A little while ago, I called my mother. I wanted to take a break from the book I was reading, and she had asked me on Monday to call her soon. Oh, and I thought I’d tell her I got a B in Calculus. Well, as often happens, I didn’t get a chance to say what I actually called to say. As soon as Mom answers, she has a proposition. As soon as I say that I’ll think about it, she has to go. I love my mother, but I don’t know if she honestly thinks she respects me, let alone honestly expects me to believe she cares about anything I say when a) we can’t have a conversation without her interrupting me and b) yeah, I call her, and don’t even get to say anything! Don’t get me started on how she talks to me about my politics. Thank God she doesn’t try to preach to me against Catholicism.
Anyway, I love my mom. I do. But she’s difficult. Anyway, so her proposition is this: Since you’re going to Ohio in a few days, have you thought of taking a side trip to Indiana to see your grandmas? You know it’ll probably be your last chance.
That just makes me groan. I have different feelings about this. To be clear, my mom is talking about her mom, and her mom’s mom. Of course, there are some other relatives up there whose names I don’t know, who I’ve never met, and with whom I’m sure I have very little in common.
I never had grandparents in my life. My dad’s mom passed away before my parents even met, and I can’t say much about my paternal grandfather. I know some facts about his life. I know some of the events, choices, etc. that broke people apart in his family. Other people have told me what they think my dad felt (or feels) about my grandfather, but… he hasn’t told me. I don’t go trying to bring up things I suspect are painful to people. So anyway, I think I only ever heard my father’s father’s voice on the phone maybe twice. He has passed away now.
My mom’s dad I knew a little bit better. I knew him well enough to feel a little sad at his passing away. He had come to Florida twice to visit when I was a kid, and had sent cards sometimes, and called sometimes also. His wife was kind to me too. Still… not a big part of my life.
But to my mom’s mom, my last grandparent. Apparently she was in my life somewhat when I was a toddler, but I don’t remember it. I remember her visiting us in Florida once when I was still little, probably before I even started school. I remember being sad when she left. I remember a time or two talking on the phone. What I remember much more is how many times my mother has talked about her terrible childhood, my grandmother not being part of her life, etc. I’m not getting into details because this is the Internet and it’s pointless and tasteless.
The point is that things aren’t looking good for my grandmother health wise. As for my great grandmother, who I also don’t really know, she’s just quite old. Somehow my mother ended up going up to see them (for the first time in probably 30 years), and I guess there were some “arrangements” beginning to be made. Mother has told me to call the nursing home, and I’ve thought about it (but she hasn’t given me the number anyway).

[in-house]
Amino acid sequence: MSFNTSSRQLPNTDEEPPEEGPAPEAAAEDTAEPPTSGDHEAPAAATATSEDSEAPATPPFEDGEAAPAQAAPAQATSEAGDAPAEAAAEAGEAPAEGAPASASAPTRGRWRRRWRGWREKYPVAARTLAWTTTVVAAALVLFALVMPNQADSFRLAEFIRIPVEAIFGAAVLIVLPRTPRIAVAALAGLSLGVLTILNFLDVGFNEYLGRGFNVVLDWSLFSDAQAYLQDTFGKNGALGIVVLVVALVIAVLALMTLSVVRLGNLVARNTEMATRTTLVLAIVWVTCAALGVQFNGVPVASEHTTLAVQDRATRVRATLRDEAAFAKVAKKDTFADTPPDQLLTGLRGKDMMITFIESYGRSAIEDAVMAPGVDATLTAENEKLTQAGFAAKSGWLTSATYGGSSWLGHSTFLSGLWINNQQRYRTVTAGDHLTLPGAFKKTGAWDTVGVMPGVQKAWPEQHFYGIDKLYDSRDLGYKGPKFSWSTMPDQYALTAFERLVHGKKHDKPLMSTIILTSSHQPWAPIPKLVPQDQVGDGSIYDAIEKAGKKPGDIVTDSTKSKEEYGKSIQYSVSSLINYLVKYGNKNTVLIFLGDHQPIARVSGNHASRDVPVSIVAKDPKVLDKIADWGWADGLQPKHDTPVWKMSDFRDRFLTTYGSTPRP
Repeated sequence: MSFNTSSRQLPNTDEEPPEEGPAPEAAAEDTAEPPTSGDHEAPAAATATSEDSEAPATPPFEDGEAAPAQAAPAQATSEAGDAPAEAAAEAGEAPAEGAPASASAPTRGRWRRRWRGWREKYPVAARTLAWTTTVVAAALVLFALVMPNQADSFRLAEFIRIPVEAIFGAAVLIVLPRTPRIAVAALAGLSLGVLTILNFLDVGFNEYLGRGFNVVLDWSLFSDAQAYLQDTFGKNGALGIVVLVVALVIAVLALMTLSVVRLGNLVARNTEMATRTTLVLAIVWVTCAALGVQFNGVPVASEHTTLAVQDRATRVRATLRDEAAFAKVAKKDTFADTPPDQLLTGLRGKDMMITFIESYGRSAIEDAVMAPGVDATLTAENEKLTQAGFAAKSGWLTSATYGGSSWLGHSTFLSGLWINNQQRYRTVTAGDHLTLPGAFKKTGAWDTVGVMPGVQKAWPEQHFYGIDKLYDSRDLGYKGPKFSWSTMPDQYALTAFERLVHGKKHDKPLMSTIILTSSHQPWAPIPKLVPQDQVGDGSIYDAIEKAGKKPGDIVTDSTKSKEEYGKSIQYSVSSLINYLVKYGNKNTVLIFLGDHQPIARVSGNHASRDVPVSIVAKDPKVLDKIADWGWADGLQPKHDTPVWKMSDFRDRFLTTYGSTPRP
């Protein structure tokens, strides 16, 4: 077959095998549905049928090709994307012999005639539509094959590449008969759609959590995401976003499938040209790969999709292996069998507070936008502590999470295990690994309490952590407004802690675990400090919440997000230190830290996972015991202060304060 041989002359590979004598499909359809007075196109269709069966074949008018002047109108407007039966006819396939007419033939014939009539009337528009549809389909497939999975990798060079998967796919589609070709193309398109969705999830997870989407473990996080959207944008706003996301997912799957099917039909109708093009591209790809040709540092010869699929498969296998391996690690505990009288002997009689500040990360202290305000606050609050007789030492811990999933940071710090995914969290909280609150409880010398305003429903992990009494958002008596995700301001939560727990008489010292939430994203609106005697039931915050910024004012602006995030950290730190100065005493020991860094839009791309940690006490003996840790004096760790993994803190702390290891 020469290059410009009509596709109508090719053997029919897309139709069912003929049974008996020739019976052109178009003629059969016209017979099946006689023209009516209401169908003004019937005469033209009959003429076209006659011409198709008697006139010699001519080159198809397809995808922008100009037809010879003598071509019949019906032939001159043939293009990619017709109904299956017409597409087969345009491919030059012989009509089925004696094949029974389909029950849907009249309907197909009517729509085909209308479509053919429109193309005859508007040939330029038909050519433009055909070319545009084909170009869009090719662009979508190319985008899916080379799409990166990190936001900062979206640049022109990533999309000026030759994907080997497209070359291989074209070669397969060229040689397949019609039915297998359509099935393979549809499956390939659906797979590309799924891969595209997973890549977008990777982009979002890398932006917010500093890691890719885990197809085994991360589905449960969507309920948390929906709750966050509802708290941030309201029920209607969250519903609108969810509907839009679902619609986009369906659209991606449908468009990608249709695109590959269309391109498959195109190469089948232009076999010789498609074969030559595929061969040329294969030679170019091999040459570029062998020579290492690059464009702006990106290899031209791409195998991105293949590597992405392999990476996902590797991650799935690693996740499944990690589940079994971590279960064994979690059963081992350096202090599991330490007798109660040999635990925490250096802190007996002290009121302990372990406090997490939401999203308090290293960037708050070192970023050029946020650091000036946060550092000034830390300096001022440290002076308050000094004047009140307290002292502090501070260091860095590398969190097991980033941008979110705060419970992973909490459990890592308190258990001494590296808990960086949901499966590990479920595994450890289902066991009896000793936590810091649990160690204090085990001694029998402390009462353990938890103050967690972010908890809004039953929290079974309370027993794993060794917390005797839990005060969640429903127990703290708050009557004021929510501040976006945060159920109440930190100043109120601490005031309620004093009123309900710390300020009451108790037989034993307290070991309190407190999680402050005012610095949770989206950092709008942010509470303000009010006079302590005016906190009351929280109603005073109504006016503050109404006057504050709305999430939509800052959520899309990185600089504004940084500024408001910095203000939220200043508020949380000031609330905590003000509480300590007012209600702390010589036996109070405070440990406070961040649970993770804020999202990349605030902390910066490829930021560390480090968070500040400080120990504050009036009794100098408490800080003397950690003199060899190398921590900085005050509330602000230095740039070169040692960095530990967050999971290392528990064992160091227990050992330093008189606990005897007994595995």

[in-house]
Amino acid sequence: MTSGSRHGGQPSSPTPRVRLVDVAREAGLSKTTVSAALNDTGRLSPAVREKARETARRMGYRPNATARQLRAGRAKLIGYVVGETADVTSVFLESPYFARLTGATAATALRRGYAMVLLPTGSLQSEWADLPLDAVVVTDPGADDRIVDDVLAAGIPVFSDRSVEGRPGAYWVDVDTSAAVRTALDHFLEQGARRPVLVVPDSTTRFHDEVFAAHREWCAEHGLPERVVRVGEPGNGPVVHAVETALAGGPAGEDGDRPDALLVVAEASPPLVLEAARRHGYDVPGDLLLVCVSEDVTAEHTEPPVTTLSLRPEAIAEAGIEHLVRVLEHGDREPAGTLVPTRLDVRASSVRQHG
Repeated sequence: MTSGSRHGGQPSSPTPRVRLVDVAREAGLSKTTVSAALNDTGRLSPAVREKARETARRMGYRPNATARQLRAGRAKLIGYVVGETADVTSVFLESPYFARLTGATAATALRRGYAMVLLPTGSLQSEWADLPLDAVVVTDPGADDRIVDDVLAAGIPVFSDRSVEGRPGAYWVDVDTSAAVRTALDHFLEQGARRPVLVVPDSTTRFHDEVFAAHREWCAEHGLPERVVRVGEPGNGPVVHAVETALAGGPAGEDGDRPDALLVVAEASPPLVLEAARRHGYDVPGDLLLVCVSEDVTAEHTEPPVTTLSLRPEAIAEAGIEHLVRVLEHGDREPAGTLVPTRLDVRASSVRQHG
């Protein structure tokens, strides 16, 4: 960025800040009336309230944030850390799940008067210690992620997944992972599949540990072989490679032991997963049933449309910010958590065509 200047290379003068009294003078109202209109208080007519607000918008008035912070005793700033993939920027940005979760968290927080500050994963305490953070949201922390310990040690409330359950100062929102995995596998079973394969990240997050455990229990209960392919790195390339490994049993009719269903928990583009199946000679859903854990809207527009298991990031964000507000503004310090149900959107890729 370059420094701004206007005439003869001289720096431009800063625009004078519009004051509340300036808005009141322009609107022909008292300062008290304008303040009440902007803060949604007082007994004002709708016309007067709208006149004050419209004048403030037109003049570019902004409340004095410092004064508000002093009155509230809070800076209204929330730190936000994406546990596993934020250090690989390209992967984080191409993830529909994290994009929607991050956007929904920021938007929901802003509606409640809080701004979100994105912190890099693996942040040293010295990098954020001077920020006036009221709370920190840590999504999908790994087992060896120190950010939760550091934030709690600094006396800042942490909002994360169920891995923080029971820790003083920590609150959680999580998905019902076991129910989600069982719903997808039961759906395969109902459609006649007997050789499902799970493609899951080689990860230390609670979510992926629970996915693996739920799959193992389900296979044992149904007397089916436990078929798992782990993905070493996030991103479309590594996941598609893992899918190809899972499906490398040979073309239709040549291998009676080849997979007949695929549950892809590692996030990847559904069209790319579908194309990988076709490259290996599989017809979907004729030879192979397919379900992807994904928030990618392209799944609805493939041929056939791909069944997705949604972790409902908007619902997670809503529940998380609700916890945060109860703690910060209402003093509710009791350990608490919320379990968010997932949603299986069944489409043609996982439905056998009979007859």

But I don’t know what the Christian response to this is. Obviously I don’t have a particular desire to go. I want to respect my grandmothers for who they are, for the fact they are fellow humans. I pray for their souls. If I thought they honestly had a wish to see me, maybe it would be different. But how can they? It was probably before I even joined the Navy that I had any contact with either of them. Do they want a stranger to come visit? Really? And the other thing is… if I go, isn’t it rather out of the blue? I would not want my arrival to emphasize to them that “this is the last chance to see each other.”
I don’t get it. I don’t understand my mother’s relationship with her mother either. But really, what is the loving response to this? What course of action would DO GOOD? Let’s be clear: I’m sorry, but my grandmothers are strangers to me. If I go, I can’t say, “Thank you for all those memories! Thank your for the hugs and cookies! I love you and will miss you so much!” I can say, “I love you,” in the sense of charity, in the sense of striving to love every person God has made, but…
What is the edifying thing to do? What is right? What is the point of never talking to someone until they’re about to die?
I do regret not having spent my time by my uncle’s side before he died, although as a teen with no car and no money, I really didn’t have a choice. Still. It bothers me all these years later that I couldn’t tell him one last time that I loved him, fervently desired to live up to his expectations, and owed him so much. If I ever accomplish anything–my little victories–learning calculus–running a marathon, living in a foreign country–everything that seemed impossible when I was a child in unincorporated Pinellas County… everything, I wish I could tell my uncle. I wish I could feel that I’d gained his approval, done as well as he thought that I could–because he did always hold me to high standards! I wonder what he would think of my friends, of my husband, and other things.
So I don’t think this is a matter of not knowing that I’ll “regret it later.” If I had feelings to express to my grandmothers, of course I would want to go express them. I learned that much from my uncle’s death. In fact, I used that as motivation to tell my husband I loved him for the first time–because I didn’t want something to happen so that he never knew. So…
I just don’t know about a side trip to Indiana.